RV stuck in the underpass? It must be summer in Miles City

By: 
Amorette Allison
Star History Columnist

Among the inevitable signs of summer in Miles City is the first recreational vehicle of the season getting stuck in the underpass.

We may look at that dip in the road under the BNSF tracks as an ugly, inefficient necessity but the underpass, in its time, was seen as a sign of progress and beauty.

For many years, Main Street was like all the other crossings in Miles City. It was a surface crossing. The problem was, the modern crossing signal did not exist. At best, a flagman might be sent down from the depot to warn traffic of an approaching train. At worst, people and cars were struck when crossing.

Part of the problem was the multiple tracks at that that point. Trains could pass each other and a pedestrian might see one train vanishing and neglect to see the other train approaching.

Since that crossing was the busiest in town, it was decided that the Northern Pacific Railroad, the Montana Highway Department, Custer County and Miles City would get together and create a safe way for vehicles and pedestrians to deal with the crossing.

It was more than just a run-of-the-mill project. The “subway,” as it was commonly called, was built in 1932, at the depths of the Great Depression. There were no other constructions projects in town and hadn’t been for a couple of years. No highway projects. No city projects. No commercial growth at all. 

Times were so tough, the city left snow shovels in front of city hall during the winter months so out-of-work men could pick one up, spend the day shoveling streets, and be paid 50¢ when they brought the shovel back at dark.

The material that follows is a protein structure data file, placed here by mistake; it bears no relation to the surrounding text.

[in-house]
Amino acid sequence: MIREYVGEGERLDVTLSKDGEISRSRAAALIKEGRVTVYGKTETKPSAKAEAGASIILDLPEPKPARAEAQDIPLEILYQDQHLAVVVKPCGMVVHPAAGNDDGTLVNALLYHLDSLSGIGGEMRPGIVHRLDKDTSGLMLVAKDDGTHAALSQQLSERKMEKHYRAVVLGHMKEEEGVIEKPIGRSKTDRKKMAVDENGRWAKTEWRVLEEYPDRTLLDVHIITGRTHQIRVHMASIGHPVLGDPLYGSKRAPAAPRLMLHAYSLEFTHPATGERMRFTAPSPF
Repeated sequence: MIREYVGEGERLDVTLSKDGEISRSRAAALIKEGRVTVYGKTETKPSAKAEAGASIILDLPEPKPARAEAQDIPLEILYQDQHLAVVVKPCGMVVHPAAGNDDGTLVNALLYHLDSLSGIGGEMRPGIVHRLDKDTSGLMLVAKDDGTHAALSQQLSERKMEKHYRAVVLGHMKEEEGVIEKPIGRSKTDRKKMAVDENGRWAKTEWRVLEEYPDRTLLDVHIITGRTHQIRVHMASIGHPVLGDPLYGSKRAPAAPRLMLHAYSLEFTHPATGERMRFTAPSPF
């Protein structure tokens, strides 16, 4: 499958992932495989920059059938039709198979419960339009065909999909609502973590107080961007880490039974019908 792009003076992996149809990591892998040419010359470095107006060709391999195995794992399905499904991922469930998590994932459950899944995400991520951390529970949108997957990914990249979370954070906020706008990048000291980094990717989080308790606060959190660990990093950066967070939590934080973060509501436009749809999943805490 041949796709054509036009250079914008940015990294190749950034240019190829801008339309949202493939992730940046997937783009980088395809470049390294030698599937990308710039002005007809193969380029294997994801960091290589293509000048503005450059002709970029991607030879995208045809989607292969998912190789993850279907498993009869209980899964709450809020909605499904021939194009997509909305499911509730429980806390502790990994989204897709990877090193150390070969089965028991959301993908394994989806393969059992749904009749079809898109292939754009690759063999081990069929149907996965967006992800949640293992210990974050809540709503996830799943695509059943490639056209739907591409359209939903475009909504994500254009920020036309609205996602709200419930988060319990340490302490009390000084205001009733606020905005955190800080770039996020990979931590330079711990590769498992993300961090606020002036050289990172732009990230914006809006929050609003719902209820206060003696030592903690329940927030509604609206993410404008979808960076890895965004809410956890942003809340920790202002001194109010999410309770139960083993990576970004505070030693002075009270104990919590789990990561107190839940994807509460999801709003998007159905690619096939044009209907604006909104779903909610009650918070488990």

It had taken both the city and the county years to save up the necessary contributions to the project, $9,500 for the city and $10,000 for the county.

Not only was the subway project a sign of progress, it provided local work. The general contractor for the project, Jerome Boespflug of Miles City, noted that rather than haul in gravel, the NP had generously allowed local workers to dig and haul the gravel.

The opening of the subway was a major event, complete with parade, marching band, and with speakers like two Supreme Court justices, members of the state highway commission, the mayor and, of course, representatives of the NP.

The NP district agent spoke quite poetically about the project

 being the first in a long time and sign of the improving economy.  “Pass through and under the arch, but slow up and look around the corner for prosperity.”

It would actually take several years for prosperity to return but the subway made it all seem less bleak.

Over the years, the subway became the underpass. It became a holding pond for water during heavy rainstorms. It was considered obsolete and was scheduled to be replaced several times. 

As the road was resurfaced and drainage was added, it also became shallower and shallower. In the 1970s, the sign over the underpass read “12 ft 0in.” It was known as the home of the twelve-foot “oin,” which was assumed to be a very large pigeon.

Today, the oin is gone and the sharp dip at the bottom, combined with the 11 foot five inch clearance means trucks and RVs are often caught there.

The highway department has put up new sensors and flashing lights and signs but the weary tourist still often loses an air conditioner or simply blocks the road as they pass under and get stuck in the subway.

Ah, summer time in Miles City.

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